Continuous care center to open in spring

Wheeling Hospital prepares to debut $34M facility

Wheeling Hospital Vice President John Pastorius explains features of the hospital’s new Continuous Care Center as he stands in the main lobby area that is under construction. — Scott McCloskey

Wheeling Hospital Vice President John Pastorius explains features of the hospital’s new Continuous Care Center as he stands in the main lobby area that is under construction. — Scott McCloskey

WHEELING — A new, $34-million Continuous Care Center is set to open at Wheeling Hospital in early spring.

Hospital officials unveiled details of the facility Thursday during a press conference and brief tour of the construction site.

The three-story, 107,000-square-foot center is being built atop a hill overlooking Wheeling Hospital’s main campus. When completed, it will feature 144 beds — all in private rooms.

Monsignor Kevin Quirk, president and secretary of the hospital’s board of directors, said offering private rooms is important for infection control and privacy of individual patients. This concept gives the center “the ability to provide care in a setting that is less of a facility and more of a home,” he said. “The reality, for many, is this will be their home.”

The new center will replace the smaller Bishop Joseph H. Hodges Continuous Care Center located adjacent to the hospital. That two-story facility, which opened in 1983, has 120 beds with semi-private and private rooms.

Wheeling Hospital CEO Ron Violi said the hospital has plans for the Hodges building, but is not ready to reveal details.

Violi said, “The new center is larger than the current center by 67,000 square feet — or 2.5 times — and provides 24 more beds. Each room is designed for one patient, providing the privacy patients and their families desire. In addition, construction of the $34-million facility is being fully funded by the hospital.”

Center Administrator Christy Tarr said in addition to private rooms, the building will feature a state-of-the-art equipped main kitchen, five restaurant-style dining rooms, a physical therapy room, a spa with a jet tub and hair salon, a large chapel, two activity rooms, two outdoor courtyards, five patient-family lounge areas and a “healing garden.”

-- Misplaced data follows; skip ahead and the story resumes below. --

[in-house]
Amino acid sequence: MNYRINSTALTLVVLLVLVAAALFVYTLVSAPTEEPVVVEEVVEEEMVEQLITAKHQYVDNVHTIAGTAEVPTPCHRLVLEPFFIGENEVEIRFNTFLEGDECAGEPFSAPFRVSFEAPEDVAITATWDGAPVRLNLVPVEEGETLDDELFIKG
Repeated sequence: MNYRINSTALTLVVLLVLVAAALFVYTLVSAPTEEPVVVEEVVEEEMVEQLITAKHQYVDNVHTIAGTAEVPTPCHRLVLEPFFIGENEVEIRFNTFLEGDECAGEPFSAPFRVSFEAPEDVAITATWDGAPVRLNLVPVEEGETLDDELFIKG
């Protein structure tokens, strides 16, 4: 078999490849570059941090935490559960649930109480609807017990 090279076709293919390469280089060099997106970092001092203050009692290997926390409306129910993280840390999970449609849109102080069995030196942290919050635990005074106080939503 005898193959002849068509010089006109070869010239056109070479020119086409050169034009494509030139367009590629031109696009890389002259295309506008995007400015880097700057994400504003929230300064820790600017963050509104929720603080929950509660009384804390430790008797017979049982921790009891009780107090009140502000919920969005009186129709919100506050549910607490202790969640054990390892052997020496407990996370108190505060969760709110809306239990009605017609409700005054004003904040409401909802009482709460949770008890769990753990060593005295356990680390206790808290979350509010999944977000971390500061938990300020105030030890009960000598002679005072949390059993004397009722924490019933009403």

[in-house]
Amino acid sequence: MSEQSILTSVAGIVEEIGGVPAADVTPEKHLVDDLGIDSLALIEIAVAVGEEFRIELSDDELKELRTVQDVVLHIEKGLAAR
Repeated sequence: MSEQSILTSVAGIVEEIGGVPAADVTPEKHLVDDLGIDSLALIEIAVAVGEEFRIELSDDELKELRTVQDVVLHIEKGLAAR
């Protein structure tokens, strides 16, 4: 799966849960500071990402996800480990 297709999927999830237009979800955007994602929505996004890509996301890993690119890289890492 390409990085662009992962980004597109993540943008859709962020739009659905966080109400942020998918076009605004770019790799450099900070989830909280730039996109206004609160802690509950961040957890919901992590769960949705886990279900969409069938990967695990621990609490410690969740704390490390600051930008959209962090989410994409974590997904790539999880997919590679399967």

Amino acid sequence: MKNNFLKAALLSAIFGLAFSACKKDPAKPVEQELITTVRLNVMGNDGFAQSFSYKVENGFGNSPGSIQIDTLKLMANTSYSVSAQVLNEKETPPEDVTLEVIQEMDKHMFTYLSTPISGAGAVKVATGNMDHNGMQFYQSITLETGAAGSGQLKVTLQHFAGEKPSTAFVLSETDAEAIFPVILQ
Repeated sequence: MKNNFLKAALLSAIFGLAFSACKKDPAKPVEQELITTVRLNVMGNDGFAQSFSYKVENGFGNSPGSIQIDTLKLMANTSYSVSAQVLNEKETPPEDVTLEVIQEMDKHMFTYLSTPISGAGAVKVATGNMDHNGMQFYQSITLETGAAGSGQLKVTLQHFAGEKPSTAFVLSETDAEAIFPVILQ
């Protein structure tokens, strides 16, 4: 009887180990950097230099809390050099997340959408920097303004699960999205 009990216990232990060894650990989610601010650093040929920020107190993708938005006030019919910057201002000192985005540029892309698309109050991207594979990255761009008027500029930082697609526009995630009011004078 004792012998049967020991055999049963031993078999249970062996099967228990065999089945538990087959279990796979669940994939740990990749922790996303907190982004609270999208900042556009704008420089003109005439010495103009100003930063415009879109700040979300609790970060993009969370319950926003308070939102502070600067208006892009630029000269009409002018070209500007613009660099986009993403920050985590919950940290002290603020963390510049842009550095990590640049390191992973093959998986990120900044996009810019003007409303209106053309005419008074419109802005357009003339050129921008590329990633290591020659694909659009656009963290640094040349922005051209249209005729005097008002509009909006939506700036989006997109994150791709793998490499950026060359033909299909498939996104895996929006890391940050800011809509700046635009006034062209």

John Pastorius, Wheeling Hospital vice president, said the building occupies “a rather massive footprint” and offers “beautiful views” on a site encompassing 11 acres of the Medical Park campus. Parking for staff and visitors will be located on the hilltop site, he said.

Denise Kessler, the center’s director of nursing, said the building’s third floor will have 24 rooms dedicated to skilled nursing care, while the second floor will have 60 dual-certified rooms for long-term and skilled nursing care. The first floor will offer 60 rooms for long-term care.

Each wing will have its own “country kitchen” where meals will be plated and served in a dining room. Kessler said, “We’ll be encouraging residents to come out into that dining area.”

Pastorius said the building’s first and second floors each will contain two country kitchens and two dining rooms, while the third floor will have one country kitchen and one dining room.

The spa will provide “ways to make people feel better,” as an alternative to additional medication, Kessler said. The chapel will be big enough to accommodate 40 wheelchairs, she added.

Violi said a decision has not been made on whether patients will be transferred to the new center en masse or gradually, but added he would like to see the move accomplished in one day.

The Most Rev. Michael J. Bransfield, bishop of the Roman Catholic Diocese of Wheeling-Charleston, spearheaded the effort to create a new center. Violi said after Bransfield toured the current center two years ago, the bishop said, “We cannot let this go on. This is not good enough.”

Violi said having a state-of-the-art center and individual rooms is “giving every patient back their dignity.” Sharing rooms and bathrooms “might have been good enough before. It’s just not good enough today. It is not acceptable today,” he said.

Quirk said serving Upper Ohio Valley residents “is part of our Gospel mission,” with caring for children and elders regarded as a mission of justice. “Caring for the health of those in our community is not really optional for us. It is an essential part of what we do as Catholic Christians,” he said.

The new center is designed by Stantec, the same architectural firm that designed the hospital’s seven-story Tower 5, which opened in 2012. Marks Landau is the building contractor for the new center.

Pastorius said site preparation began in the fall of 2016 and work on the foundation started in May.

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